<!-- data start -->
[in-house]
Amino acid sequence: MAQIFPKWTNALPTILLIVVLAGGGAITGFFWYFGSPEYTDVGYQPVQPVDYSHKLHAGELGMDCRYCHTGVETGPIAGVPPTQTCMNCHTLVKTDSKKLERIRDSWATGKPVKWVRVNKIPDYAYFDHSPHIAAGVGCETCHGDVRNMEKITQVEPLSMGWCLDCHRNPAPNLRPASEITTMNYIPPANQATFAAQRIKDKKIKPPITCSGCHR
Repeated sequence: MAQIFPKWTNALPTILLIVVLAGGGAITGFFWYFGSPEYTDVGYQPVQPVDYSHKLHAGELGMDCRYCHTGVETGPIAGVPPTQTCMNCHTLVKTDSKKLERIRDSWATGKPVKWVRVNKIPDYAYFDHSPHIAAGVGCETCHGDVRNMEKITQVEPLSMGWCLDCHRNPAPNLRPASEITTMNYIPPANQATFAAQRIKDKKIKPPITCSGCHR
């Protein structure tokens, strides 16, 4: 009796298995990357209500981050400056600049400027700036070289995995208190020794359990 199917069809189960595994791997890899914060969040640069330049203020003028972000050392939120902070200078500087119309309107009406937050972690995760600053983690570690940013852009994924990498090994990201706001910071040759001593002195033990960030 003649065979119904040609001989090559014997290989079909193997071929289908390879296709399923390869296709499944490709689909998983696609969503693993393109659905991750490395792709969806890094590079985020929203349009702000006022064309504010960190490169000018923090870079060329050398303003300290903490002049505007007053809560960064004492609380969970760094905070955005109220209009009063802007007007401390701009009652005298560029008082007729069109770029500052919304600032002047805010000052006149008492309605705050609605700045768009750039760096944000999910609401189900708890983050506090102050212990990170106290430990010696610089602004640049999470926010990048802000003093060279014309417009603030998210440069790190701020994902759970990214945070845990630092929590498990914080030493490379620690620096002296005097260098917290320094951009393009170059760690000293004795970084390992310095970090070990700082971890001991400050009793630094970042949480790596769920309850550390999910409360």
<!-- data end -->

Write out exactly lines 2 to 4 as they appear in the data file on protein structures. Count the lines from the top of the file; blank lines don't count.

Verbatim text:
Amino acid sequence: MAQIFPKWTNALPTILLIVVLAGGGAITGFFWYFGSPEYTDVGYQPVQPVDYSHKLHAGELGMDCRYCHTGVETGPIAGVPPTQTCMNCHTLVKTDSKKLERIRDSWATGKPVKWVRVNKIPDYAYFDHSPHIAAGVGCETCHGDVRNMEKITQVEPLSMGWCLDCHRNPAPNLRPASEITTMNYIPPANQATFAAQRIKDKKIKPPITCSGCHR
Repeated sequence: MAQIFPKWTNALPTILLIVVLAGGGAITGFFWYFGSPEYTDVGYQPVQPVDYSHKLHAGELGMDCRYCHTGVETGPIAGVPPTQTCMNCHTLVKTDSKKLERIRDSWATGKPVKWVRVNKIPDYAYFDHSPHIAAGVGCETCHGDVRNMEKITQVEPLSMGWCLDCHRNPAPNLRPASEITTMNYIPPANQATFAAQRIKDKKIKPPITCSGCHR
């Protein structure tokens, strides 16, 4: 009796298995990357209500981050400056600049400027700036070289995995208190020794359990 199917069809189960595994791997890899914060969040640069330049203020003028972000050392939120902070200078500087119309309107009406937050972690995760600053983690570690940013852009994924990498090994990201706001910071040759001593002195033990960030 003649065979119904040609001989090559014997290989079909193997071929289908390879296709399923390869296709499944490709689909998983696609969503693993393109659905991750490395792709969806890094590079985020929203349009702000006022064309504010960190490169000018923090870079060329050398303003300290903490002049505007007053809560960064004492609380969970760094905070955005109220209009009063802007007007401390701009009652005298560029008082007729069109770029500052919304600032002047805010000052006149008492309605705050609605700045768009750039760096944000999910609401189900708890983050506090102050212990990170106290430990010696610089602004640049999470926010990048802000003093060279014309417009603030998210440069790190701020994902759970990214945070845990630092929590498990914080030493490379620690620096002296005097260098917290320094951009393009170059760690000293004795970084390992310095970090070990700082971890001991400050009793630094970042949480790596769920309850550390999910409360």